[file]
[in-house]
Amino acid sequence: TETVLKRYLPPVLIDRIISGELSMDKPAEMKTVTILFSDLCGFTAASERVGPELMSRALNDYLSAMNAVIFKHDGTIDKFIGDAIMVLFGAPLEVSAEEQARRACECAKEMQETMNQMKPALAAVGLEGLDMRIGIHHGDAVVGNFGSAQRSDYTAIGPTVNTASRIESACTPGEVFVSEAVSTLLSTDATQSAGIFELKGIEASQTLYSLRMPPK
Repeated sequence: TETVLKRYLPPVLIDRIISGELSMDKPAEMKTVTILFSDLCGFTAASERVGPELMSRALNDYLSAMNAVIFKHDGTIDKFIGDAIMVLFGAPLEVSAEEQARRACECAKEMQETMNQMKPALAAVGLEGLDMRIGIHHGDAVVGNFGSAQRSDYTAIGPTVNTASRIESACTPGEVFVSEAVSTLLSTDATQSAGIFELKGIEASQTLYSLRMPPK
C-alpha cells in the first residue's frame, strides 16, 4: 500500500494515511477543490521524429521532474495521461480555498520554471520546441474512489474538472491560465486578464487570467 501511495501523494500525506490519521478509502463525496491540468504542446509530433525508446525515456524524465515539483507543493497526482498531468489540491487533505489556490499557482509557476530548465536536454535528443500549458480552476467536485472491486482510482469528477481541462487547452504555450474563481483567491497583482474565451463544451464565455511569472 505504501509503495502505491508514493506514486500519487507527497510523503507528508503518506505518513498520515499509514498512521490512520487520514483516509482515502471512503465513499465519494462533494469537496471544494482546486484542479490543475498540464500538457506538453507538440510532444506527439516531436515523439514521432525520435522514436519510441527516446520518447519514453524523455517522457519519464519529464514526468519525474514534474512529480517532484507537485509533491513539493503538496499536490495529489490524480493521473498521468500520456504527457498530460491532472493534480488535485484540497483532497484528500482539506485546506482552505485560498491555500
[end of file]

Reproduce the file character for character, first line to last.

[in-house]
Amino acid sequence: TETVLKRYLPPVLIDRIISGELSMDKPAEMKTVTILFSDLCGFTAASERVGPELMSRALNDYLSAMNAVIFKHDGTIDKFIGDAIMVLFGAPLEVSAEEQARRACECAKEMQETMNQMKPALAAVGLEGLDMRIGIHHGDAVVGNFGSAQRSDYTAIGPTVNTASRIESACTPGEVFVSEAVSTLLSTDATQSAGIFELKGIEASQTLYSLRMPPK
Repeated sequence: TETVLKRYLPPVLIDRIISGELSMDKPAEMKTVTILFSDLCGFTAASERVGPELMSRALNDYLSAMNAVIFKHDGTIDKFIGDAIMVLFGAPLEVSAEEQARRACECAKEMQETMNQMKPALAAVGLEGLDMRIGIHHGDAVVGNFGSAQRSDYTAIGPTVNTASRIESACTPGEVFVSEAVSTLLSTDATQSAGIFELKGIEASQTLYSLRMPPK
C-alpha cells in the first residue's frame, strides 16, 4: 500500500494515511477543490521524429521532474495521461480555498520554471520546441474512489474538472491560465486578464487570467 501511495501523494500525506490519521478509502463525496491540468504542446509530433525508446525515456524524465515539483507543493497526482498531468489540491487533505489556490499557482509557476530548465536536454535528443500549458480552476467536485472491486482510482469528477481541462487547452504555450474563481483567491497583482474565451463544451464565455511569472 505504501509503495502505491508514493506514486500519487507527497510523503507528508503518506505518513498520515499509514498512521490512520487520514483516509482515502471512503465513499465519494462533494469537496471544494482546486484542479490543475498540464500538457506538453507538440510532444506527439516531436515523439514521432525520435522514436519510441527516446520518447519514453524523455517522457519519464519529464514526468519525474514534474512529480517532484507537485509533491513539493503538496499536490495529489490524480493521473498521468500520456504527457498530460491532472493534480488535485484540497483532497484528500482539506485546506482552505485560498491555500